President Barack Obama's second inaugural address offered a lot for progressives to like. There was the spirited defense of gay rights; there was the equally spirited defense of the role of government, and, in particular, of the safety net provided by Medicare, Medicaid and Social Security. But arguably the most encouraging thing of all was what he didn't say: He barely mentioned the budget deficit.
Obama's deliberate neglect of Washington's favorite obsession was just the latest sign that the self-styled deficit hawks — better described as deficit scolds — are losing their hold over political discourse. And that's a good thing.
Why have the deficit scolds lost their grip? I'd suggest four reasons.
First, they have cried wolf too many times. They've spent three years warning of imminent crisis — if we don't slash the deficit now now now, we'll turn into Greece, Greece, I tell you. It is, for example, almost two years since Alan Simpson and Erskine Bowles declared that we should expect a fiscal crisis within, um, two years.
But that crisis keeps not happening. The still-depressed economy has kept interest rates at near-record lows despite large government borrowing, just as Keynesian economists predicted all along. So the credibility of the scolds has taken a welldeserved, hit.
Second, both deficits and public spending as a share of GDP have started to decline — again, just as those who never bought into the deficit hysteria predicted all along.
The truth is that the budget deficits of the past four years were mainly a temporary consequence of the financial crisis, which sent the economy into a tailspin — and which led both to low tax receipts and to a rise in unemployment benefits and other government expenses. It should have been obvious that the deficit would come down as the economy recovered. But this point was hard to get across until deficit reduction started appearing in the data.
Now it has, and reasonable forecasts, like those of Jan Hatzius of Goldman Sachs, suggest that the federal deficit will be below 3 percent of GDP, a not very scary number, by 2015.
And it was, in fact, a good thing that the deficit was allowed to rise as the economy slumped. With private spending plunging as the housing bubble popped and cash-strapped families cut back, the willingness of the government to keep spending was one of the main reasons we didn't experience a full replay of the Great Depression.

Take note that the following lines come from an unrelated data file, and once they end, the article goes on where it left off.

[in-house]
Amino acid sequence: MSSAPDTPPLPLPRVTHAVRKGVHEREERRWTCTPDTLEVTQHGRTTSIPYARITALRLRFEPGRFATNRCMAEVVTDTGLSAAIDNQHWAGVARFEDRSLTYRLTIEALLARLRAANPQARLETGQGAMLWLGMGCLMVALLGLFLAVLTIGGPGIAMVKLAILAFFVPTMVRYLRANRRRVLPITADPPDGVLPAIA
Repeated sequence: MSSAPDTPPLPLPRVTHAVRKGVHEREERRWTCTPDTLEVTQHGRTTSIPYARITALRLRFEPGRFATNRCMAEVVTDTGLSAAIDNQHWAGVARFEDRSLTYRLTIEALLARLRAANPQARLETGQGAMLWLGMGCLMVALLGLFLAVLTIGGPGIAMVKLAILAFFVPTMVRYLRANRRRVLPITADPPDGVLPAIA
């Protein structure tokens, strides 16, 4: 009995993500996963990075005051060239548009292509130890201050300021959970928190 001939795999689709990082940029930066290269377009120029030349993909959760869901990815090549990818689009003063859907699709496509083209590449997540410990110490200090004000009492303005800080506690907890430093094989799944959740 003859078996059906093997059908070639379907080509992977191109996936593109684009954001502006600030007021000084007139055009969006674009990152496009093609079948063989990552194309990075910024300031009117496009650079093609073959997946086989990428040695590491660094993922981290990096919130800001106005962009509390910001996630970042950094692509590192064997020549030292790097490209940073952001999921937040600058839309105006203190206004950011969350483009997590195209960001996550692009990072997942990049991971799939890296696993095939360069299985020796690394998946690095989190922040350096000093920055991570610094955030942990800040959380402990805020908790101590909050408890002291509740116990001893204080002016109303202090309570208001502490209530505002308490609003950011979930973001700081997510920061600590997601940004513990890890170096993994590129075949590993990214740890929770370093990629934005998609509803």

Which brings me to the third reason the deficit scolds have lost influence: The contrary doctrine, the claim that we need to practice fiscal austerity even in a depressed economy, has failed decisively in practice.
Consider, in particular, the case of Britain. In 2010, when the new government of Prime Minister David Cameron turned to austerity policies, it received fulsome praise from many people on this side of the Atlantic. For example, the late David Broder urged Obama to "do a Cameron"; he particularly commended Cameron for "brushing aside the warnings of economists that the sudden, severe medicine could cut short Britain's economic recovery and throw the nation back into recession."
Sure enough, the sudden medicine cut short Britain's recovery and threw the nation back into recession.
At this point, then, it's clear that the deficit-scold movement was based on bad economic analysis. But that's not all: There was also clearly a lot of bad faith involved, as the scolds tried to exploit an economic (not fiscal) crisis on behalf of a political agenda that had nothing to do with deficits. And the growing transparency of that agenda is the fourth reason the deficit scolds have lost their clout.